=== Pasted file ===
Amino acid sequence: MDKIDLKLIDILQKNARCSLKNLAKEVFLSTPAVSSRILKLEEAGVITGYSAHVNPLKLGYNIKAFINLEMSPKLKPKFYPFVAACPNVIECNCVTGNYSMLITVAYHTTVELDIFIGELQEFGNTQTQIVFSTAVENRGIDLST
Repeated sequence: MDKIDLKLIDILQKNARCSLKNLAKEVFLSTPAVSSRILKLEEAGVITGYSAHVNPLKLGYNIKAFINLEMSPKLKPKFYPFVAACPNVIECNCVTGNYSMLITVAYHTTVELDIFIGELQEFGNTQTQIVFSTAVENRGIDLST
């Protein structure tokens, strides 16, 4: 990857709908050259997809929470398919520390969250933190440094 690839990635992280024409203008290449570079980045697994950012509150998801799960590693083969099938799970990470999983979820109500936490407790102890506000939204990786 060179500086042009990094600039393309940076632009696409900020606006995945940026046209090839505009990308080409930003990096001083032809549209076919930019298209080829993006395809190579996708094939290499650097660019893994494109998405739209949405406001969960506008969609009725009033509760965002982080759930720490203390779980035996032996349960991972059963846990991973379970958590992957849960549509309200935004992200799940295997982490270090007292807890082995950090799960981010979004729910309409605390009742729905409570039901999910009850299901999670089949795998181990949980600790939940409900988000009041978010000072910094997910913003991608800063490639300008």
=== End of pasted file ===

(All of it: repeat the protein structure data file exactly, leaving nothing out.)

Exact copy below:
Amino acid sequence: MDKIDLKLIDILQKNARCSLKNLAKEVFLSTPAVSSRILKLEEAGVITGYSAHVNPLKLGYNIKAFINLEMSPKLKPKFYPFVAACPNVIECNCVTGNYSMLITVAYHTTVELDIFIGELQEFGNTQTQIVFSTAVENRGIDLST
Repeated sequence: MDKIDLKLIDILQKNARCSLKNLAKEVFLSTPAVSSRILKLEEAGVITGYSAHVNPLKLGYNIKAFINLEMSPKLKPKFYPFVAACPNVIECNCVTGNYSMLITVAYHTTVELDIFIGELQEFGNTQTQIVFSTAVENRGIDLST
């Protein structure tokens, strides 16, 4: 990857709908050259997809929470398919520390969250933190440094 690839990635992280024409203008290449570079980045697994950012509150998801799960590693083969099938799970990470999983979820109500936490407790102890506000939204990786 060179500086042009990094600039393309940076632009696409900020606006995945940026046209090839505009990308080409930003990096001083032809549209076919930019298209080829993006395809190579996708094939290499650097660019893994494109998405739209949405406001969960506008969609009725009033509760965002982080759930720490203390779980035996032996349960991972059963846990991973379970958590992957849960549509309200935004992200799940295997982490270090007292807890082995950090799960981010979004729910309409605390009742729905409570039901999910009850299901999670089949795998181990949980600790939940409900988000009041978010000072910094997910913003991608800063490639300008």